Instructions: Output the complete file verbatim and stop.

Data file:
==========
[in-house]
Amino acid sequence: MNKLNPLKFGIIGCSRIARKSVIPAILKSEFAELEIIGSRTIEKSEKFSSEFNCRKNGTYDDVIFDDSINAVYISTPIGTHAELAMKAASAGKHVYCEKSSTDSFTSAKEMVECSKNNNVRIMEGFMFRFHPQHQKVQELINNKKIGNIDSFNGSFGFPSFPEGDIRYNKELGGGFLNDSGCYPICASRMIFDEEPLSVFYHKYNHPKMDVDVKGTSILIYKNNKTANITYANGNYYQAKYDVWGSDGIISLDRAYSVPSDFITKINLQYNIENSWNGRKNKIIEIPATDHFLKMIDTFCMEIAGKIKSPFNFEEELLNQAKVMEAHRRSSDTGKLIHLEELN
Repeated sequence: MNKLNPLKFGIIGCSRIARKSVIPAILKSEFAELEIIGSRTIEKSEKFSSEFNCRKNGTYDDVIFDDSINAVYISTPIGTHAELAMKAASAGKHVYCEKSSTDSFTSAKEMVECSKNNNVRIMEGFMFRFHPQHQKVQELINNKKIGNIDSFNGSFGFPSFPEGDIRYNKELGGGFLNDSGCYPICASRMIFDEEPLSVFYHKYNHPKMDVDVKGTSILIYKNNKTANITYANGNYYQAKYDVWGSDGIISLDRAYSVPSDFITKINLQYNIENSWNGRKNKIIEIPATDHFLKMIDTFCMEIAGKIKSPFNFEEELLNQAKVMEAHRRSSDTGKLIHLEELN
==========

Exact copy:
[in-house]
Amino acid sequence: MNKLNPLKFGIIGCSRIARKSVIPAILKSEFAELEIIGSRTIEKSEKFSSEFNCRKNGTYDDVIFDDSINAVYISTPIGTHAELAMKAASAGKHVYCEKSSTDSFTSAKEMVECSKNNNVRIMEGFMFRFHPQHQKVQELINNKKIGNIDSFNGSFGFPSFPEGDIRYNKELGGGFLNDSGCYPICASRMIFDEEPLSVFYHKYNHPKMDVDVKGTSILIYKNNKTANITYANGNYYQAKYDVWGSDGIISLDRAYSVPSDFITKINLQYNIENSWNGRKNKIIEIPATDHFLKMIDTFCMEIAGKIKSPFNFEEELLNQAKVMEAHRRSSDTGKLIHLEELN
Repeated sequence: MNKLNPLKFGIIGCSRIARKSVIPAILKSEFAELEIIGSRTIEKSEKFSSEFNCRKNGTYDDVIFDDSINAVYISTPIGTHAELAMKAASAGKHVYCEKSSTDSFTSAKEMVECSKNNNVRIMEGFMFRFHPQHQKVQELINNKKIGNIDSFNGSFGFPSFPEGDIRYNKELGGGFLNDSGCYPICASRMIFDEEPLSVFYHKYNHPKMDVDVKGTSILIYKNNKTANITYANGNYYQAKYDVWGSDGIISLDRAYSVPSDFITKINLQYNIENSWNGRKNKIIEIPATDHFLKMIDTFCMEIAGKIKSPFNFEEELLNQAKVMEAHRRSSDTGKLIHLEELN